The year is 1994.
- In February, the film Reality Bites debuts, designed to chronicle the unique experiences of a new generation.
- In April, Kurt Cobain – the reluctant voice of that generation – is found dead from a self-inflicted shotgun blast.
- And in September, a new show called Friends premiers on NBC, becoming the surprise sitcom for a generation.
Shortly thereafter, everyone forgot about Generation X. But for a brief, shiny, traumatic moment, all eyes were on us.
Friends wasn’t just a show about Gen Xers, for Gen Xers. Gen Z adores the show thanks to streaming, while Millennials got hooked via syndication. It’s ultimately about transitioning to adulthood, when for a period of time your friends truly are your family.
I have a confession. During its broadcast run, I was one of those “too cool” Gen Xers who refused to watch Friends.
Underemployed (all white) people in spacious Manhattan apartments who spent an incredible amount of time sitting around in a coffee shop. Yeah, right.
As I got older, my edge softened. I ended up watching the series all the way through a couple times, and truly enjoyed it.
In the last few years, I started falling asleep to Friends. It gave me comfort to hear those familiar voices when winding down, especially as the world seemed to be going off the rails.
Chandler is my favorite.
How could he not be? Chandler is me at my self-actualized sarcastic best.
Let’s face it, if one of the cast was going to die too soon, it was going to be Matthew Perry. His past struggle with addiction is difficult to fully comprehend. It’s hard to believe that the human body can survive that level of abuse at all.
That’s the thing that hurts. He got sober. He stayed sober. But the damage was done.
I don’t really have some grand point to make here.
All I’m saying is if you’re missing Chandler and the brilliant, troubled man who brought him to life, you’re not alone — and it’s okay. We were raised on television, after all.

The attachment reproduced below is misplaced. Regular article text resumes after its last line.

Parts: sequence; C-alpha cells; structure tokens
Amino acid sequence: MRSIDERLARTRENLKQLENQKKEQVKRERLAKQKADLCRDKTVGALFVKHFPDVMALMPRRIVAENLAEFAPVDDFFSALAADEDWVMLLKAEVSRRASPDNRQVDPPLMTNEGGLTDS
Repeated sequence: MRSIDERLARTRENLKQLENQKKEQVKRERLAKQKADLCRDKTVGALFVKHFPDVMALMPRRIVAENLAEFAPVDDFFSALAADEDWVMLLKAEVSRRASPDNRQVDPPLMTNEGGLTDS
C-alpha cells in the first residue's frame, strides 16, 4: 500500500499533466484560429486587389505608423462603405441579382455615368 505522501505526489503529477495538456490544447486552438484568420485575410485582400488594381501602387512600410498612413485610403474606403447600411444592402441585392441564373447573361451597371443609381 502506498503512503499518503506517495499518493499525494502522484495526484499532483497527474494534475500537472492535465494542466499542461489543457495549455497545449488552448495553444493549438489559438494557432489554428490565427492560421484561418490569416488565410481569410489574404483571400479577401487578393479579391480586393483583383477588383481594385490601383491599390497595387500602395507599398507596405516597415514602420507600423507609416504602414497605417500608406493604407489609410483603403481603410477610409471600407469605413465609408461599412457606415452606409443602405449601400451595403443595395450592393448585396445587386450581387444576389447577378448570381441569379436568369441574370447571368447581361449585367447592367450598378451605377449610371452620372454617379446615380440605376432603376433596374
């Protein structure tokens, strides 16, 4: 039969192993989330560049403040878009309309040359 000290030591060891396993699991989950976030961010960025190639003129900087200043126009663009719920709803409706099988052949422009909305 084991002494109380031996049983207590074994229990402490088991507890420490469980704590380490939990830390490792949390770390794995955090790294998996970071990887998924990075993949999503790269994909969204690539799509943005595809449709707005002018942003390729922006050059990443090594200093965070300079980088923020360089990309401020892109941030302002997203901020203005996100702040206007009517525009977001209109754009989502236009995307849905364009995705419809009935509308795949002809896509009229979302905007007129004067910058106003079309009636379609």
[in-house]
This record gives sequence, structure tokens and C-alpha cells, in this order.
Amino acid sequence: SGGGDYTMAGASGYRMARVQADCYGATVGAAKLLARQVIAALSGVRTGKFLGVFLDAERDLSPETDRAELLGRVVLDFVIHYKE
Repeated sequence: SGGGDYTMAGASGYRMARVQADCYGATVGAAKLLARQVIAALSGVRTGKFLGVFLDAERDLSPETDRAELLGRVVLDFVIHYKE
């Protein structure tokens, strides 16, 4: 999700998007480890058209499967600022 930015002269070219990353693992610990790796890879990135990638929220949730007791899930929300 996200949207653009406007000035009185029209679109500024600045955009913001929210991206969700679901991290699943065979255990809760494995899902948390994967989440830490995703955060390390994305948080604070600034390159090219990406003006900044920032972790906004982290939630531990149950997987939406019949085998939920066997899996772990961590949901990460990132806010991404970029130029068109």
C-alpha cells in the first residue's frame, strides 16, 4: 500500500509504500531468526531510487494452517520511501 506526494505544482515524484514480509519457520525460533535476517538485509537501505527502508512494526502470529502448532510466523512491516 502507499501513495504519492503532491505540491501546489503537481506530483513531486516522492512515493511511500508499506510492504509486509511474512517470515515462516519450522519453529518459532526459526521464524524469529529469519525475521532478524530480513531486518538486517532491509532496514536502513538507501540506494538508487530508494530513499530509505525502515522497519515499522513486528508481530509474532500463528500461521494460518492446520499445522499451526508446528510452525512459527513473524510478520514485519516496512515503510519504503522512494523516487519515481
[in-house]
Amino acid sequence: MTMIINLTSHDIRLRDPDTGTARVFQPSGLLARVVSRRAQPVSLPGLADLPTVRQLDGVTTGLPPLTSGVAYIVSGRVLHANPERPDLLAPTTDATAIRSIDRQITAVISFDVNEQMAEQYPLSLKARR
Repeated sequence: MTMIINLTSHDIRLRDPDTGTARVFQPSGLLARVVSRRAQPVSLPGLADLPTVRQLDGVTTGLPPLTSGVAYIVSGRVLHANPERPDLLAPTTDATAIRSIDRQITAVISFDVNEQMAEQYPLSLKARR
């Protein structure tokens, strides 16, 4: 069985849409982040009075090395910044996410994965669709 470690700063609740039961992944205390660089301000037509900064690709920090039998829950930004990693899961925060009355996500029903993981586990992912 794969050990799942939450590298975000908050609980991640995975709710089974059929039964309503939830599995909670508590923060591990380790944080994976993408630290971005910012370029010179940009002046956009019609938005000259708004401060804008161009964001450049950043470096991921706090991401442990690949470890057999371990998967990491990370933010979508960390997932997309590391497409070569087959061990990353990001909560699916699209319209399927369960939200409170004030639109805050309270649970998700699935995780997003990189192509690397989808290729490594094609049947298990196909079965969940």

He was our friend.
The First of Our Friends to Go (New York Times)
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Fight Obesity Organically
The medications Ozempic and Wegovy are helping people lose dramatic amounts of weight, apparently by mimicking a hormone that our bodies naturally make when we’re eating food. Here’s how to stimulate that hormone without the drugs.
Want to stock your shelves to set you up for quick, nutritious meals? Look no further than these nonperishable canned foods that pack a nutrition punch.
Now that the Federal Reserve has increased its rate by more than five percentage points and bond yields have recently climbed steeply, we’re all wondering when interest rates are going to go back down “to normal.” The answer likely is, they aren’t. This is a return to normal after 15 years of short-term rates near 0%.
The fullness of life is often revealed in simplicity. That’s not an argument for always having or doing less. But when you slow down and do less, you’re able to fully experience things instead of rushing through them to do more.
How Simplicity Reveals Life (Zen Habits)
Taking Back Snoopy as Our Emotional Mascot
By Trudi Roth